We’ll be back in a week with the beginning of a DC vs Marvel knock-down, drag-out, fight to the death.

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Lone Wolf and Cub: Black Wind

June 21st, 2009 Posted by david brothers

When I started this, I didn’t expect to read about Ogami Itto mowing down several people with a shotgun. However, he did, I did, and now I get to tell you about it.

Volume 5, Black Wind, has five stories this time: “Trail Markers,” “Executioner’s Hill,” “Black Wind,” “Decapitator Asaemon,” and “The Guns of Sakai.” I found “Trail Markers” to be pretty snooze-worthy. It’s a short tale, just thirty pages, and it’s almost like a recap/infodump of sorts. We find out how Ogami finds his clients, which seems to be based entirely around luck and being in the right place at the right time. The Yagyu clan reveals that it has been around two years since their last encounter, and that the shogunate has heard rumors of Ogami’s current status and how he came to be there. They’re beginning an investigation, which means that it may be the end of the road for the Yagyu clan.

And you know, this story was pretty boring. I realize that it sets up “Decapitator Asaemon,” but it could’ve just been left out with no issue at all. We see Retsudo, and he’s menacing, and they send people out to kill Ogami. He effortlessly dispatches him and reiterates the fact that he doesn’t care about the life of a samurai any more. His way is death, he knows only meifumado, blah blah blah.

“Executioner’s Hill” fares somewhat better, but still ends up being predictable. We meet the Zodiac Gang, they see Ogami, they realize that he’s the guy who decapitated their lord back when he was kogi kaishakunin, and decide that they want revenge. They lure Daigoro away with the sound of the drum that candy salesmen use, which was a fascinating reveal, and then attack Ogami. He dispatches them easily.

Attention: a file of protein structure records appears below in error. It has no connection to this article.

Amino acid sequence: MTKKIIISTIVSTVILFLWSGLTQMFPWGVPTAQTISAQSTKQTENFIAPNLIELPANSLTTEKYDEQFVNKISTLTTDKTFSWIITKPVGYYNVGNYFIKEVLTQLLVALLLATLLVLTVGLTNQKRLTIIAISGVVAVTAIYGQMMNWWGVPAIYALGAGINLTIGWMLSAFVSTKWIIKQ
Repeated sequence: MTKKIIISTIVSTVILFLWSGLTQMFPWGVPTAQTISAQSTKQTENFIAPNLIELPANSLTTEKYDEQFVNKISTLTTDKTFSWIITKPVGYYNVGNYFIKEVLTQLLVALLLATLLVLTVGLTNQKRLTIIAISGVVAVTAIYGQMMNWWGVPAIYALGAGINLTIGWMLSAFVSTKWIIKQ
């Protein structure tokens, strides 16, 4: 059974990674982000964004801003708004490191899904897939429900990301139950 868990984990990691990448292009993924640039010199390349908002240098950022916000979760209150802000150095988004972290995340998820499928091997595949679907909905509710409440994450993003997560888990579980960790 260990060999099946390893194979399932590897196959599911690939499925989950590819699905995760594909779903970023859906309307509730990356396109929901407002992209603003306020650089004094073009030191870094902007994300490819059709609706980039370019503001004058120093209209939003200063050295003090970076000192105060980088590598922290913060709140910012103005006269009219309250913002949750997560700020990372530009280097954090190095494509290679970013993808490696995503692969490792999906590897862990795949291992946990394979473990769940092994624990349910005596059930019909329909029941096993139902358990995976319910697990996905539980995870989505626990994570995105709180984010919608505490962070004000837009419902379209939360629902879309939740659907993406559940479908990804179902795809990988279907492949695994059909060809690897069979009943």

“Executioner’s Hill” had one moment that stood out to me. When Ogami realizes that Daigoro is being kidnapped, he rushes after him. Once he catches up to the gang, and they threaten Daigoro, Ogami simply tells them to kill his son. All that will remain are corpses in the sand. The Zodiac Gang call him out on this, since meifumado is supposed to be emotionless and hard. Why did he show concern for his son?

lw-c-05-01Ogami explains that he was simply following natural law. It is the nature of man to avoid danger and death. However, once you are in the midst of it, the only sensible thing to do is embrace it and approach the situation with a clear mind. I thought this was the best part of the story, as it explained something that genuinely needed an explanation.

“Black Wind” was my favorite of the book, for the exact same reason I liked volume 4 so much. It dealt with Daigoro more than Ogami, and in doing so, revealed something about the life the father and son are leading. It opens with Ogami working in a rice paddy with the women of a village. Daigoro is not confused, exactly, but he looks at Ogami as a “new father,” as he’d never seen this side of Ogami before. He enjoys it very much, and for the first time, he wants to do what his father does. He never gave a thought to being an assassin, but this looks good. It makes him warm.